“The most common way of getting these particular ones is basically off the Internet,” Rohrig told us. “You can order them and have them shipped to whatever address you want.” Debbie Scroggin assumed that lots of the pills and supplements coming into the house were in those packages addressed to Adrian Alfonso.
Because kratom isn’t regulated by the FDA, it’s impossible to tell whether Lamo was ingesting potent doses of it one day and weak ones the next. It can change that much from batch to batch. “It’s a strange drug,” said Dr. Bertha Madras, a professor of psychobiology at Harvard Medical School and a former member of the President’s Commission on Combating Drug Addiction and the Opioid Crisis. “It has some of the characteristics of pure opioid.”
And while Madras couldn’t say exactly what killed Lamo, she did allow that people who mixed “natural” substances like kratom with prescription drugs were essentially conducting their own human experiments. “They have no clue what they’re putting into their body and what the consequences could be.”
So this is where all the evidence pointed us. The kind of hacking that killed Lamo wasn’t the Internet kind; everything we learned pointed to that thing that worried Fisher, his wife, so many years earlier: His body hacking — the constant intake of pills and powders and liquids — is likely what did him in. “I think he lost track of what he was taking,” Debbie Scroggin told me. She is sure it wasn’t suicide.
“We had long conversations in the car about all kinds of stuff; it was a safe place to talk. I asked him once if suicidal thoughts happened and he told me he was too much of a narcissist to do that.”
In his last voicemail to Debbie Scroggin a few days before he died, Lamo sounded fine. “I’m not ignoring you on purpose,” he told her. “I had trouble with my phone. Give me a ring or a note when you can. My phone service is active again. Love you, bye.”
That was the last time the Scroggins heard from him. But the message cleared up a mystery. Hackers had noticed that Lamo hadn’t been on the Internet the week before he died. The absence fanned a number of conspiracy theories. But the reason was simple: Lamo hadn’t paid his cellphone bill, and he used his cellphone to get online.
In retrospect, as we retraced Lamo’s steps during the last two years of his life, it is clear there were no assassins lying in wait, no government officials eager for a briefing. Lamo was profoundly alone.
He left a voice note to himself hours before he died. He had twisted his leg and was, in his words, in agonizing pain. Given everything we had uncovered it is possible that Lamo’s last night went something like this: After spending some time on the computer and having dinner he took something to help him relax and maybe ease some of that muscle pain. He went into the bedroom, lay down on the clothes, curled up, and just stopped breathing. It wasn’t natural, suicide, homicide or completely undetermined — it was an accident.
And that leaves just one unsolved mystery: that address label found on Lamo’s thigh, the one that read Adrian Lamo, Assistant Director, ProjectVigilant, 70 Bates Street, Washington, DC. We searched the property records, previous owners, renters. ProjectVigilant was never registered there. But there was one name I did recognize: Andrew Blake, the friend of Lamo’s who flew to Kansas for the memorial.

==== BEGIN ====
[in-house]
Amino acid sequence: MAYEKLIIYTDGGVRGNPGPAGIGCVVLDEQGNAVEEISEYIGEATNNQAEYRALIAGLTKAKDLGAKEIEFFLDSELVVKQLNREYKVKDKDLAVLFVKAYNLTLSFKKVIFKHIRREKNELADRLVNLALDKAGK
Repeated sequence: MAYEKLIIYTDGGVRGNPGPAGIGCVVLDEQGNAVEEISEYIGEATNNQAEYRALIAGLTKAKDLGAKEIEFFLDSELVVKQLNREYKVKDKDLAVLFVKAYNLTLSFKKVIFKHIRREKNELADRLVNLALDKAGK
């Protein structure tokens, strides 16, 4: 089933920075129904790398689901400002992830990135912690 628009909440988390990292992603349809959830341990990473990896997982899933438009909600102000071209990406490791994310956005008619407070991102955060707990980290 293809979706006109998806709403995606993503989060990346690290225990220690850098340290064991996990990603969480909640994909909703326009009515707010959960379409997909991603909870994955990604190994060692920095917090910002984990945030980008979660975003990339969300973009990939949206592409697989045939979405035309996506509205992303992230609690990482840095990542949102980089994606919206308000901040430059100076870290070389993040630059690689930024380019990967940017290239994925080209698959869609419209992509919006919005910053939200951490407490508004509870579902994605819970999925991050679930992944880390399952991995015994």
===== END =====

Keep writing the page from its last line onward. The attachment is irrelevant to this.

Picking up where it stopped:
“That’s an address that I lived at for a brief time and Adrian stayed with me occasionally off and on,” he told me, adding that he didn’t even know the sticker existed until he read about it in the autopsy report. “That’s when I laughed and that’s actually the first time in the weeks after his death where I actually felt a bit of closure.” He said it felt like a joke or a signal from his old friend.
“That ProjectVigilant sticker, I think maybe it was where he put his hopes,” Murphy now believes. “And it didn’t go anywhere.”
Perhaps Lamo’s real ProjectVigilant was himself. To try to find his place in a world that had gone one way after he went another. Oddly, had he stayed alive just a bit longer, things might have been different for him.
Assange’s extradition hearing is scheduled for February 2020, and if Lamo had still been alive, the prosecution would likely not have needed to compel Manning’s testimony; Lamo was there too. As it is, Manning has said that she told the authorities everything she knew during her court-martial investigation. They say she may have more to say about her interactions with WikiLeaks than has been previously disclosed.
I asked Manning, through her lawyer, if she forgave Lamo for everything that happened, and she said something surprising: She said there was nothing to forgive. In a handwritten note she passed to us she added, “I’ve never had any ill will toward Adrian at any time. I’m more mad at the government for using him.”
Had he lived, Adrian Lamo likely would have been preparing to testify in the Assange case recounting what Manning had told him about that “crazy white haired” guy all those years ago. And he would have been where he thought he was happiest: back in the spotlight.
NPR’s Adelina Lancianese contributed to this story.